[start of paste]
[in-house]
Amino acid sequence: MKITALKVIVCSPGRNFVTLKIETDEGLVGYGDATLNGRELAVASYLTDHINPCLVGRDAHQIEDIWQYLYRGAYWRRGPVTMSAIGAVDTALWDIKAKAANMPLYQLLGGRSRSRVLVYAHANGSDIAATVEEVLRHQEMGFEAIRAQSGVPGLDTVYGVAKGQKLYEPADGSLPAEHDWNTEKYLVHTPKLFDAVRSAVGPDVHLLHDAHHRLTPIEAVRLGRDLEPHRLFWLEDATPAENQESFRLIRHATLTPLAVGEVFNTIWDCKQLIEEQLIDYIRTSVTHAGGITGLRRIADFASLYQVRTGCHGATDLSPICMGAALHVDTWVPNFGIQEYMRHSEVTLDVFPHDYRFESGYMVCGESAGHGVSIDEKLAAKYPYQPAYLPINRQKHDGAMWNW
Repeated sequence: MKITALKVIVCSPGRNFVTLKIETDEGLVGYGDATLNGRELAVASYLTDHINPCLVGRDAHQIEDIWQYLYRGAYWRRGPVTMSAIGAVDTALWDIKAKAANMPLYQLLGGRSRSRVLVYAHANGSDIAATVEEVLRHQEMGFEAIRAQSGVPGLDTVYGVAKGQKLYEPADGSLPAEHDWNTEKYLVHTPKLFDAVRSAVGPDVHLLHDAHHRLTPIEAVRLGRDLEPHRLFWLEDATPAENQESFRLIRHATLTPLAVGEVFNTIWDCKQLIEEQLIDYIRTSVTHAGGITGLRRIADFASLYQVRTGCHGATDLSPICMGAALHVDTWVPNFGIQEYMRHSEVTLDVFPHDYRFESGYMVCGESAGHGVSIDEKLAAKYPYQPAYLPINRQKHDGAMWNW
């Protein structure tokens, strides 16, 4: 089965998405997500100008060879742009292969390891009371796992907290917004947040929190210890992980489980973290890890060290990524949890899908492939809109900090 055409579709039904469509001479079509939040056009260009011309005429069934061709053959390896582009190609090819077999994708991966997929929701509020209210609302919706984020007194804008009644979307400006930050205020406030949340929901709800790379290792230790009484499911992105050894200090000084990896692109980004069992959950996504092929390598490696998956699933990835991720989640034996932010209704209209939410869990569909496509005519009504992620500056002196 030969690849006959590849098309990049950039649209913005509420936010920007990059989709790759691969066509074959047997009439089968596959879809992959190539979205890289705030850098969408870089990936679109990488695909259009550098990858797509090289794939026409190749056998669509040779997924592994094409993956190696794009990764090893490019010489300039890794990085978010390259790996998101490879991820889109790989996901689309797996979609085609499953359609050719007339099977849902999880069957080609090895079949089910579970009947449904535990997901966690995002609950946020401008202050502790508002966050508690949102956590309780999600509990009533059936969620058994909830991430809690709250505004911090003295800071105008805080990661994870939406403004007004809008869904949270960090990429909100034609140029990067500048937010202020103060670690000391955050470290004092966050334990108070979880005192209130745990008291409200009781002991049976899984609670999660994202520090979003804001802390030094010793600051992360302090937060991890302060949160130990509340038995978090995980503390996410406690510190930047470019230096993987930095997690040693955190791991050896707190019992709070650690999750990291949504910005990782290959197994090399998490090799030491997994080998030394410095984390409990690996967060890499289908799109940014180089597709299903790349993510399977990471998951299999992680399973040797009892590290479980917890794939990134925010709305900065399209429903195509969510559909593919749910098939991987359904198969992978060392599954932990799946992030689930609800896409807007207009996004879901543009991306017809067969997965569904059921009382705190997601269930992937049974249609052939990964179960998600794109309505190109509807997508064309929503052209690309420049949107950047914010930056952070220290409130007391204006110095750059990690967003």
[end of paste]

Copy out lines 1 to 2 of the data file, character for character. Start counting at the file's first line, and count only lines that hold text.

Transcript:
[in-house]
Amino acid sequence: MKITALKVIVCSPGRNFVTLKIETDEGLVGYGDATLNGRELAVASYLTDHINPCLVGRDAHQIEDIWQYLYRGAYWRRGPVTMSAIGAVDTALWDIKAKAANMPLYQLLGGRSRSRVLVYAHANGSDIAATVEEVLRHQEMGFEAIRAQSGVPGLDTVYGVAKGQKLYEPADGSLPAEHDWNTEKYLVHTPKLFDAVRSAVGPDVHLLHDAHHRLTPIEAVRLGRDLEPHRLFWLEDATPAENQESFRLIRHATLTPLAVGEVFNTIWDCKQLIEEQLIDYIRTSVTHAGGITGLRRIADFASLYQVRTGCHGATDLSPICMGAALHVDTWVPNFGIQEYMRHSEVTLDVFPHDYRFESGYMVCGESAGHGVSIDEKLAAKYPYQPAYLPINRQKHDGAMWNW